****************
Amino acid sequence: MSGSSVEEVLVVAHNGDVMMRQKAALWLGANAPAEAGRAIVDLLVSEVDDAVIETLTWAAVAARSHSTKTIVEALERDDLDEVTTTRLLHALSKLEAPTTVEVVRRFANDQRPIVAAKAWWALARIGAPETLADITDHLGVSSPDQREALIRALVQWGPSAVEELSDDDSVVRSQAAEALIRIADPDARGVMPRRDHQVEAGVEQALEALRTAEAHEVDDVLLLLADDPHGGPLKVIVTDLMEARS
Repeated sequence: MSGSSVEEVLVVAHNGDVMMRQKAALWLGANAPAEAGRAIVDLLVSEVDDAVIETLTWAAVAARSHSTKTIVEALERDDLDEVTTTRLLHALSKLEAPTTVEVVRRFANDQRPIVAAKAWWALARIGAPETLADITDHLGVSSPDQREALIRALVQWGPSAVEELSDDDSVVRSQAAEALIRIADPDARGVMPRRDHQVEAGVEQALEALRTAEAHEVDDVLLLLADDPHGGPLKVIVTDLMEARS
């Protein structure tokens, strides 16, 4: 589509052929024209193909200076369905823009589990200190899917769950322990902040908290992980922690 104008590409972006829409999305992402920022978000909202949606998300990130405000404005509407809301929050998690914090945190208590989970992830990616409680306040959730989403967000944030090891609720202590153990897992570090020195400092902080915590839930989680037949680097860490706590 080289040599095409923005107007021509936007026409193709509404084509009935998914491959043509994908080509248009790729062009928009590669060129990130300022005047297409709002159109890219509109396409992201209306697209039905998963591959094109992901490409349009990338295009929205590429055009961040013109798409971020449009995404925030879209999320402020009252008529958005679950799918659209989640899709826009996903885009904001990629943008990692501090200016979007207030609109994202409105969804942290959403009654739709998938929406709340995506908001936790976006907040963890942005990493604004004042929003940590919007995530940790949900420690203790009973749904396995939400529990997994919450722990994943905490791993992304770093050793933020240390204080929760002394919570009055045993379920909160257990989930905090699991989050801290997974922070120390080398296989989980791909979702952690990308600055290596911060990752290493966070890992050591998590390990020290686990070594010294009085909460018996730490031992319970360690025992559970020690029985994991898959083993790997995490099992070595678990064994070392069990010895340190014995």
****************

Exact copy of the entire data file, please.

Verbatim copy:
Amino acid sequence: MSGSSVEEVLVVAHNGDVMMRQKAALWLGANAPAEAGRAIVDLLVSEVDDAVIETLTWAAVAARSHSTKTIVEALERDDLDEVTTTRLLHALSKLEAPTTVEVVRRFANDQRPIVAAKAWWALARIGAPETLADITDHLGVSSPDQREALIRALVQWGPSAVEELSDDDSVVRSQAAEALIRIADPDARGVMPRRDHQVEAGVEQALEALRTAEAHEVDDVLLLLADDPHGGPLKVIVTDLMEARS
Repeated sequence: MSGSSVEEVLVVAHNGDVMMRQKAALWLGANAPAEAGRAIVDLLVSEVDDAVIETLTWAAVAARSHSTKTIVEALERDDLDEVTTTRLLHALSKLEAPTTVEVVRRFANDQRPIVAAKAWWALARIGAPETLADITDHLGVSSPDQREALIRALVQWGPSAVEELSDDDSVVRSQAAEALIRIADPDARGVMPRRDHQVEAGVEQALEALRTAEAHEVDDVLLLLADDPHGGPLKVIVTDLMEARS
């Protein structure tokens, strides 16, 4: 589509052929024209193909200076369905823009589990200190899917769950322990902040908290992980922690 104008590409972006829409999305992402920022978000909202949606998300990130405000404005509407809301929050998690914090945190208590989970992830990616409680306040959730989403967000944030090891609720202590153990897992570090020195400092902080915590839930989680037949680097860490706590 080289040599095409923005107007021509936007026409193709509404084509009935998914491959043509994908080509248009790729062009928009590669060129990130300022005047297409709002159109890219509109396409992201209306697209039905998963591959094109992901490409349009990338295009929205590429055009961040013109798409971020449009995404925030879209999320402020009252008529958005679950799918659209989640899709826009996903885009904001990629943008990692501090200016979007207030609109994202409105969804942290959403009654739709998938929406709340995506908001936790976006907040963890942005990493604004004042929003940590919007995530940790949900420690203790009973749904396995939400529990997994919450722990994943905490791993992304770093050793933020240390204080929760002394919570009055045993379920909160257990989930905090699991989050801290997974922070120390080398296989989980791909979702952690990308600055290596911060990752290493966070890992050591998590390990020290686990070594010294009085909460018996730490031992319970360690025992559970020690029985994991898959083993790997995490099992070595678990064994070392069990010895340190014995």